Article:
At his news conference last Friday, President Barack Obama three times used the word "problems" to refer to the situation that has developed nationwide with the implementation of the Affordable Care Act.
But with the number of Americans losing their healthcare coverage in the millions and rising, more than a few White House watchers are beginning to ask why do the president and his top spokesman Jay Carney use such a tame word as "problems" to characterize such a serious situation?
And some are starting to wonder if by characterizing the millions of people losing healthcare coverage as "problems," that the administration is winning the Obamacare "buzzword battle."
The person who could probably answer these questions has been dead for 21 years.
S.I. Hayakawa is best remembered as the two-fisted president of San Francisco State College who faced down student demonstrators in the 1960s and went on to serve as a Republican senator from California from 1977 to 1983.
But before he took those career paths, Dr. Hayakawa earned national renown as America's premier semanticist, a scholar of language and words and how to properly use them.
In his 1968 book "Choose the Right Word," Hayakawa might well have been referring to the present choice of words in describing Obamacare when he wrote of the critical importance of using appropriate language.
"Nothing is so important to clear and accurate expression as the ability to distinguish between words of similar, but not identical, meaning," Hayakawa wrote. "There are occasions in which we have to make choices between transient and transitory, mutual and reciprocal, gaudy and garish, inherent and intrinsic, speculate and ruminate, pinnacle and summit, because in a given context, one is certain to be more appropriate than the other.
"To choose wrongly is to leave the hearer or reader with a fuzzy or mistaken impression."
So "problem" is deployed repeatedly by the president and his spokesman to define a situation in which, according to Fox News, more than 5 million Americans have lost their healthcare coverage since Obamacare's individual mandate took effect October 1.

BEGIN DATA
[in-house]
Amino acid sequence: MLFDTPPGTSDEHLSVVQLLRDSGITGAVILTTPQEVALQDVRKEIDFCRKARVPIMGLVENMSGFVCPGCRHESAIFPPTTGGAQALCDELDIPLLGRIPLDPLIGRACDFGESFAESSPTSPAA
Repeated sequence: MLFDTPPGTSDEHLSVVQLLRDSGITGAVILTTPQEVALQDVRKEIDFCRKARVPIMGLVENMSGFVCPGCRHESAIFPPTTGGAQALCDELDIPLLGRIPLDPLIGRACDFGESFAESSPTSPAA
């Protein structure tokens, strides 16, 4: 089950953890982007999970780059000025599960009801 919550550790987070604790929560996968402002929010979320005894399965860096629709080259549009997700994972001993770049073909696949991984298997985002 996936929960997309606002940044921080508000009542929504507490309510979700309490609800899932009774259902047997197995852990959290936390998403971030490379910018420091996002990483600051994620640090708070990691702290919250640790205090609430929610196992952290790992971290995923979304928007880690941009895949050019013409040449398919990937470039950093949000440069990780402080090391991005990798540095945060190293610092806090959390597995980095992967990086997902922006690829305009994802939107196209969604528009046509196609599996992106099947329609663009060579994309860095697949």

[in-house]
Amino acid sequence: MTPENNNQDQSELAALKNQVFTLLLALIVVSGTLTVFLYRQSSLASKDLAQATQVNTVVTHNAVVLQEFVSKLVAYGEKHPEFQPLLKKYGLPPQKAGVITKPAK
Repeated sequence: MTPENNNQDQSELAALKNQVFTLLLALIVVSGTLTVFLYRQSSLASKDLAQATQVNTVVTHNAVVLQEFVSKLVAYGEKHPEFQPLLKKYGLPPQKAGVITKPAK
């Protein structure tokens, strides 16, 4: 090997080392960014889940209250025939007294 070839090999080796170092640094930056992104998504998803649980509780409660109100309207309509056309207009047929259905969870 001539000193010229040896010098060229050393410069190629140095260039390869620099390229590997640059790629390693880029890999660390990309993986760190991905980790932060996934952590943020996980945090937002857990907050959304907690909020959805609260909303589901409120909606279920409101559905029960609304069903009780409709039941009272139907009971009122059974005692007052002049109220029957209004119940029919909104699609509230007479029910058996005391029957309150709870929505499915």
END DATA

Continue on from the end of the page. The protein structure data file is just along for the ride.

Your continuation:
An American Enterprise Institute study warned that as many as 100 million Americans could be without coverage by next fall because their employer's plans do not meet the standards of Obamacare.
Newsmax spoke to the man closest to Hayakawa and asked what his close friend and longtime boss would say about this word as it is being applied by the White House.
"He would redefine a 'problem' as a 'crisis,'" said Dr. Gene Prat, former business professor at San Francisco State, and top aide to Hayakawa when he was college president and senator. "He would quickly agree that what is going on now is far more than a 'problem.'
"When a physician and his patients do not connect, the crisis is compounded and this could lead to the failure of the entire system. And if one is not sure of the outcome of a situation in which things aren't working, Dr. Hayakawa would say 'stop doing what you're doing and correct it.'
"And if you can't correct it, he would say 'Abandon it.'"
It is not likely that the White House will abandon the word "problem" to describe what is happening in the process of its implementation. But it may well be that those who want it changed should be mindful of the "buzzword battle" and begin calling what is happening with Obamacare a "crisis" instead of a "problem."
As S.I. Hayakawa wrote, "To choose well is to give both illumination and delight."
John Gizzi is chief political columnist and White House correspondent for Newsmax.
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